As we report in Professional BoatBuilder No. 126, Danish builder Luffe Yachts has made the change from open- to closed-molding—a changeover completed with help from its resin-and-reinforcements supplier, Bodotex Composites, based in Vejle, Denmark. Which is as it should be: good suppliers have the staff and expertise to train and instruct the builder’s crew in the proper use of their materials.
We won’t repeat the entire story here, but in the short version, Luffe Yachts owner Oluf Jorgensen decided two years ago to investigate infusing the hulls and decks of the performance sailboats in his product line. Axel Liebmann of Bodotex Composites was brought in to guide Luffe Yachts through the transition. The first boat to be infused was a Luffe 45 (13.7m), with Bodotex’s epoxy resin and a balsa structural core. The first infused Luffe was launched last year. Though Luffe Yachts continued to offer its models in standard polyester construction, the weight savings and stiffness were such that, according to Liebmann, all orders now are for epoxy boats.
Take a look at these instructive images of the build as one of those new infused Luffe sailing yachts takes shape.
All shop photos by Frantzen Fotografi, courtesy of Bodotex Composites
—Dan Spurr, Editor-at-Large
A layer of peel-ply is installed, and the total surface is then covered with release film (type P1 perforation). Care is taken that no overlapping exceeds 1-1/8″/30mm. Distribution mesh is applied, cut, and sewn to the dry fiberglass as shown. It’s worth spending time to do the job properly, since the quality of workmanship at this stage determines the development of the resin flow-front later.
The tedious job of sewing the many corners of a deck structure, and later adding the profiles (infusion channels), pays off once the shoot begins.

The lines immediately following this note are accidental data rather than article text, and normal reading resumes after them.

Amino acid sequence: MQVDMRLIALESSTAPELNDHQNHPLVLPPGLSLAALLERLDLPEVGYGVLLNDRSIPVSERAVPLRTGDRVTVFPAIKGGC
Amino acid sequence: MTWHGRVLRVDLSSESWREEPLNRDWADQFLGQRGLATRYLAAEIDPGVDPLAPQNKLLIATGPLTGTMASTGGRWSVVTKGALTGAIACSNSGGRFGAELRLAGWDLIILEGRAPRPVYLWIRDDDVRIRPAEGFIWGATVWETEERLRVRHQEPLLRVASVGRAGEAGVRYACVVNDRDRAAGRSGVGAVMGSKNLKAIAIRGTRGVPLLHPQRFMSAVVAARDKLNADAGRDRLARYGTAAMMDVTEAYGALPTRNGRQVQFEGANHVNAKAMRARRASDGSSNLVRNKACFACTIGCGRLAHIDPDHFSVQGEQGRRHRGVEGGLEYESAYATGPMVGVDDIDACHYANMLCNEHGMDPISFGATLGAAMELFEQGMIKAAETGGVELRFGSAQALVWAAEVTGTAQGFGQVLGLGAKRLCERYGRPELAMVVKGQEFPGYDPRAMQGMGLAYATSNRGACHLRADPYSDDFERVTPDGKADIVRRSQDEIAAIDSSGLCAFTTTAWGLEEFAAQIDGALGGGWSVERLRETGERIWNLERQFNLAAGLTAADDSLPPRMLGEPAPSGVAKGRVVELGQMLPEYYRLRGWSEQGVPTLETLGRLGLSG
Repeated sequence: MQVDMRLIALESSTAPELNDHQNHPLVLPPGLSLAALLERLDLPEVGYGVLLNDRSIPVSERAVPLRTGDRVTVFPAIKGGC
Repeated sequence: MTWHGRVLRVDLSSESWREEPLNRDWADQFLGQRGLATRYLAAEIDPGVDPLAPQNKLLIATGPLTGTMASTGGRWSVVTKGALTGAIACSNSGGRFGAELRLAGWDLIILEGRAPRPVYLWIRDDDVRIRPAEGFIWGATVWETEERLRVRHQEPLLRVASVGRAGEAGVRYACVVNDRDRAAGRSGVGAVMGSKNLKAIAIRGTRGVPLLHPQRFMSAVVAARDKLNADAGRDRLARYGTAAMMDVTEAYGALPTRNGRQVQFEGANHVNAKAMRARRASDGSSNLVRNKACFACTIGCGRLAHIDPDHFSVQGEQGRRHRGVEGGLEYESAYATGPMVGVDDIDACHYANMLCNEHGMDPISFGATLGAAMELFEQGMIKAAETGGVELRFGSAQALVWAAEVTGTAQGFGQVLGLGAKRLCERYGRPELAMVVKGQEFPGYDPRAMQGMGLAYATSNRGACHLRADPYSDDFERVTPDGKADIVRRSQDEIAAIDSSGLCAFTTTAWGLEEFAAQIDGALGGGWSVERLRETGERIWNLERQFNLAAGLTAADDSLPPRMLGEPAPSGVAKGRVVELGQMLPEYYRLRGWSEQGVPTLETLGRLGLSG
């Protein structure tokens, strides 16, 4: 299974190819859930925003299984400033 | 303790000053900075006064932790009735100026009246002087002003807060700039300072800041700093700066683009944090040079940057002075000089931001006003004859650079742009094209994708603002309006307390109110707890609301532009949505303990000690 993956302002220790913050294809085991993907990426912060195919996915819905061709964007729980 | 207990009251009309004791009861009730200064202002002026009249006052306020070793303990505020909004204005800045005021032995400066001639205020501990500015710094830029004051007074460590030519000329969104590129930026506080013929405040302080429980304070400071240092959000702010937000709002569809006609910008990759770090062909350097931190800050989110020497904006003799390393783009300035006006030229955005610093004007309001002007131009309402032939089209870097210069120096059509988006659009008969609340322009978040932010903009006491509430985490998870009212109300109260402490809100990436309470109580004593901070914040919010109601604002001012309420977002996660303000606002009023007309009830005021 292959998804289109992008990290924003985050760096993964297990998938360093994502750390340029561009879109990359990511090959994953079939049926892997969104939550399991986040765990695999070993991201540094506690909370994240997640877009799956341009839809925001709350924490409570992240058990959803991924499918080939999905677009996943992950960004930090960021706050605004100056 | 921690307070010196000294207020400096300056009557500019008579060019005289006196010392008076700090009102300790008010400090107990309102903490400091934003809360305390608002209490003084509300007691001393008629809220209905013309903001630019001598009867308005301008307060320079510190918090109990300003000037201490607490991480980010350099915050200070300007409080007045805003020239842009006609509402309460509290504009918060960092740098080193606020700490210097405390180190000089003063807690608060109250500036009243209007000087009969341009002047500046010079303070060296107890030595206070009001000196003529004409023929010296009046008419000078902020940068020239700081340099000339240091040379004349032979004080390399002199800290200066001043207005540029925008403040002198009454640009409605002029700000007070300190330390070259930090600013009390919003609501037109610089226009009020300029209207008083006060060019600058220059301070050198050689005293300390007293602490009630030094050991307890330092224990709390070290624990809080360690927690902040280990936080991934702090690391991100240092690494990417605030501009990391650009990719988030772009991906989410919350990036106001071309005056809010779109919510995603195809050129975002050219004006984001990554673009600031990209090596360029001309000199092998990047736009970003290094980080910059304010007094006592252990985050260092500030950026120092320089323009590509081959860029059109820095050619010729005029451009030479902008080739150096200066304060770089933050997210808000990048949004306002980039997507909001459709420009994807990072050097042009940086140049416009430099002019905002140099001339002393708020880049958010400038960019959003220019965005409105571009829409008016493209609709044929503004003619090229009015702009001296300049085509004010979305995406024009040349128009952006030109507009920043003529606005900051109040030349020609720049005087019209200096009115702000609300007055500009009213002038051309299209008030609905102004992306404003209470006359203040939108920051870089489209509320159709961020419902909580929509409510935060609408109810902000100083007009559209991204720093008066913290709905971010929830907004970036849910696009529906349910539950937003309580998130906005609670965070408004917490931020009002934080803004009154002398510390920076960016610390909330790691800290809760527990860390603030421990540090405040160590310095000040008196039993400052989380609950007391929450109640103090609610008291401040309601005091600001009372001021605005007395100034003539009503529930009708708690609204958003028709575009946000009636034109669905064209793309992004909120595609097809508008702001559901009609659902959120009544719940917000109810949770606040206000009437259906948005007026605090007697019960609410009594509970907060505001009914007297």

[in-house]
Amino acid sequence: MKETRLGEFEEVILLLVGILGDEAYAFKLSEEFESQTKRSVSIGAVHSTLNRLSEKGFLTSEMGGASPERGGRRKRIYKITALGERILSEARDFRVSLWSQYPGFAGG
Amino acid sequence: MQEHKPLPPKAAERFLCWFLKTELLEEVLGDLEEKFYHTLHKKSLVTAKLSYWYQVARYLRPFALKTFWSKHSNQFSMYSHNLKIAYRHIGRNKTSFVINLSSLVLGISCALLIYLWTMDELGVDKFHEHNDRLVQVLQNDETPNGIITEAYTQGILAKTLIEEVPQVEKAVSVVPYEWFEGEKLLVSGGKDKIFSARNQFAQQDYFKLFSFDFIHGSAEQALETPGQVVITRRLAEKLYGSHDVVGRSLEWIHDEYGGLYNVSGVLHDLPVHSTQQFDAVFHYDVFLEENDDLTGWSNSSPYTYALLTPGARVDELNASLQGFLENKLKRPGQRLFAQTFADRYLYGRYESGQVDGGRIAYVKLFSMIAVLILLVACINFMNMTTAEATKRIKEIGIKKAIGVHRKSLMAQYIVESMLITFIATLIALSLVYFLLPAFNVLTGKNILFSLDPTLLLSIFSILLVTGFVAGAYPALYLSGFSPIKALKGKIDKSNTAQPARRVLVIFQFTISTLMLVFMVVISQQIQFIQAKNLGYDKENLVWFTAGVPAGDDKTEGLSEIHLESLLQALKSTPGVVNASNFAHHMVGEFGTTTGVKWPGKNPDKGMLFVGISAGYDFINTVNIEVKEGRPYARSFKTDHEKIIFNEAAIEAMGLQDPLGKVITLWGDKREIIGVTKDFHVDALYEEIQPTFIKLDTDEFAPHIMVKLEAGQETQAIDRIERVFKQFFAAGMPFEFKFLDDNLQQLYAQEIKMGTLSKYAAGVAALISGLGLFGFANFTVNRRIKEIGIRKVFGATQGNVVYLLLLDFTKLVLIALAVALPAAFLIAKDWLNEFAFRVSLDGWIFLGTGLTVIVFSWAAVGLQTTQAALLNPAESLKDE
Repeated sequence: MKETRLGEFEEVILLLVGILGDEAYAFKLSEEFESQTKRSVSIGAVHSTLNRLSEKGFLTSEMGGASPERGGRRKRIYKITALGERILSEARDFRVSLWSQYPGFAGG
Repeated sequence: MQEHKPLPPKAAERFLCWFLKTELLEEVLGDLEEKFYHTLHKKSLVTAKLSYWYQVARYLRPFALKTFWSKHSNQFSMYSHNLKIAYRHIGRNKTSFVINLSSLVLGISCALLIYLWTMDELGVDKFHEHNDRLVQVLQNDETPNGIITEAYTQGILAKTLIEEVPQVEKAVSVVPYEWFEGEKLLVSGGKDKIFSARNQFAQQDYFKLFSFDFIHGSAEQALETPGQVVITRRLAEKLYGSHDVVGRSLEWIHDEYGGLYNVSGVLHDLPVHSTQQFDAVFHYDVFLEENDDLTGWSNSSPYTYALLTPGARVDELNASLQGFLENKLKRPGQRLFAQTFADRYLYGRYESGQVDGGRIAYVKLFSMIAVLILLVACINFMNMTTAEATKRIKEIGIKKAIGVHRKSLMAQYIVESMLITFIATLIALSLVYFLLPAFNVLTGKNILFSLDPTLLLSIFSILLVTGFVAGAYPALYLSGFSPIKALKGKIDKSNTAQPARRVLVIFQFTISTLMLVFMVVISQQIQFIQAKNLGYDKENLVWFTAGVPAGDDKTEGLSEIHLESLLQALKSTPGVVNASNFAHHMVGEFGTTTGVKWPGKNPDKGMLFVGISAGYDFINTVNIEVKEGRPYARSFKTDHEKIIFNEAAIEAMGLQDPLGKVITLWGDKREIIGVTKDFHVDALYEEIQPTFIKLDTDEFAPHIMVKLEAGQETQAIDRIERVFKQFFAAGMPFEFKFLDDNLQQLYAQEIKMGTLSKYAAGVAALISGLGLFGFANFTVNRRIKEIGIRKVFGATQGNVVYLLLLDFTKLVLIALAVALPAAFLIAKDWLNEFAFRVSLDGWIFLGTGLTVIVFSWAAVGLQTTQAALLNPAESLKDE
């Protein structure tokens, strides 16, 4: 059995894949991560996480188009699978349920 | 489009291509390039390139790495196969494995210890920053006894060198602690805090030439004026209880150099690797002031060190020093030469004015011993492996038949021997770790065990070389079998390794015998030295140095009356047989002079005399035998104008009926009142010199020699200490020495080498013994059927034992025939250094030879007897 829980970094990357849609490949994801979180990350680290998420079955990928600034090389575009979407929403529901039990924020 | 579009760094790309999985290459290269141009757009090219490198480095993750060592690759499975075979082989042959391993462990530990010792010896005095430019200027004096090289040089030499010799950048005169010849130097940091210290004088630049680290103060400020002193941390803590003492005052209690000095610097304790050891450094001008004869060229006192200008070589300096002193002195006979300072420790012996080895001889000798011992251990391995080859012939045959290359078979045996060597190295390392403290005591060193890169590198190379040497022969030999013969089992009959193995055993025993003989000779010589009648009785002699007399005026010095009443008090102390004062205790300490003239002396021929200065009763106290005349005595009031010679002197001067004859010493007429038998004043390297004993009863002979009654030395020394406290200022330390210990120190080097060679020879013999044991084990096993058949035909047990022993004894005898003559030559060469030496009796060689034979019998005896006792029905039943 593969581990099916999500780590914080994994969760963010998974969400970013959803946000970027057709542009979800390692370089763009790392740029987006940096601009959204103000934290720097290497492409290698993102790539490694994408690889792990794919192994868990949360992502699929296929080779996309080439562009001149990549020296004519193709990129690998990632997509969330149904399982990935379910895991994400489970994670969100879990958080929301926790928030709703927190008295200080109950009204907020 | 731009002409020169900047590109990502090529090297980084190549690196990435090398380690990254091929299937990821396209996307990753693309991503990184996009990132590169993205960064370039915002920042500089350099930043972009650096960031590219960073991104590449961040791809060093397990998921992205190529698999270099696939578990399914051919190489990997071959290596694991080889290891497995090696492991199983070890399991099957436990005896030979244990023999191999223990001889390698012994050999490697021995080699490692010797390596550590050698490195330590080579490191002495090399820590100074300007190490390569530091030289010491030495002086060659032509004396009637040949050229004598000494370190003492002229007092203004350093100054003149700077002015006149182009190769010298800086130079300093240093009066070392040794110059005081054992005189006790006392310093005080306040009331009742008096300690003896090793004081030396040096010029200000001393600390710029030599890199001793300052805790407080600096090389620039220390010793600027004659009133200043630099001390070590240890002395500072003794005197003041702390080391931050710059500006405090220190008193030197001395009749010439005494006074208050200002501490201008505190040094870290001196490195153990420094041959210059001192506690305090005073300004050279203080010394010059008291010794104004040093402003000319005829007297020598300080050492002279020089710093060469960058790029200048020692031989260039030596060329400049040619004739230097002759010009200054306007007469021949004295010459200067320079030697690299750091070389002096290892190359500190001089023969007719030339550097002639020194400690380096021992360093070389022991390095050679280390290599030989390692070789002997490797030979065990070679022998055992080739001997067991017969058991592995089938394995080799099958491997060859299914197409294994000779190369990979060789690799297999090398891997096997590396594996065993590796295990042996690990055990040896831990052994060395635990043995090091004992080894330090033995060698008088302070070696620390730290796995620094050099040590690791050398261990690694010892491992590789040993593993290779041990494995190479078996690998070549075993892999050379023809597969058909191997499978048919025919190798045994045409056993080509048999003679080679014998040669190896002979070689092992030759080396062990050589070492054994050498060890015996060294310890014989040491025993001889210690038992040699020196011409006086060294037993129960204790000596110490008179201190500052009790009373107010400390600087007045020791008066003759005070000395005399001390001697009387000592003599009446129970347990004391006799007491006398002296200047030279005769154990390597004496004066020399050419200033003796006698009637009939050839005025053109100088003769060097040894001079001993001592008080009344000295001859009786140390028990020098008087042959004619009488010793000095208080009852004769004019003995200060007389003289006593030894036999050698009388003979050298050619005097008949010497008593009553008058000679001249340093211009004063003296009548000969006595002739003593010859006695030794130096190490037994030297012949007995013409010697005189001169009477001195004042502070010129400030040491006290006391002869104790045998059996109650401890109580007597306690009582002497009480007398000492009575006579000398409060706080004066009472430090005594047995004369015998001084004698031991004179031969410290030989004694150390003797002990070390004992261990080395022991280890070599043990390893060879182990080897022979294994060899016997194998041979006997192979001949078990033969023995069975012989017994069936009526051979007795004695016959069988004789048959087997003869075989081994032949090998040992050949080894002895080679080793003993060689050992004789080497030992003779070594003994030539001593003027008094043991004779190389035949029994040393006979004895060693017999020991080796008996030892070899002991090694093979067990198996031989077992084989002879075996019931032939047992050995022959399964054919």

Oluf Jorgensen, owner of Luffe Yachts, cuts inlet profiles to the desired lengths.
The profiles are versatile: they can be employed in so-called parallel infusion layouts, or the Dutch-inspired spiderweb configuration. Two of Bodotex’s customers, Luffe Yachts and Baltic Yachts, favor the parallel design because it’s deemed safer, even if slightly slower.
Inlet profiles have been placed. Since there is only one connection point fitted per line, the risk of leaks is reduced. The job is therefore also easy to oversee, with less confusion and less opportunity for careless mistakes.
After the profiles are placed, Jorgensen cuts consumables according to specs.
Next, he trims excess fiberglass.
The vacuum spiral is laid along the perimeter.
Fitting the vacuum bag.
Resin inlet hoses are connected to infusion boxes, which are designed to fit the profiles without leaving pressure marks in the laminate.
Empty 44-lb/20-kg gelcoat cans, connected between the mold and vacuum pump, serve to collect resin overflow.
The infusion shoot runs smoothly; only one operator is needed to oversee the process.
A deck section—demolded and trimmed—is ready for fitting frames, wiring, etc.
Hull structure being fitted.
A finished Luffe 40.04 (12.2m) under sail.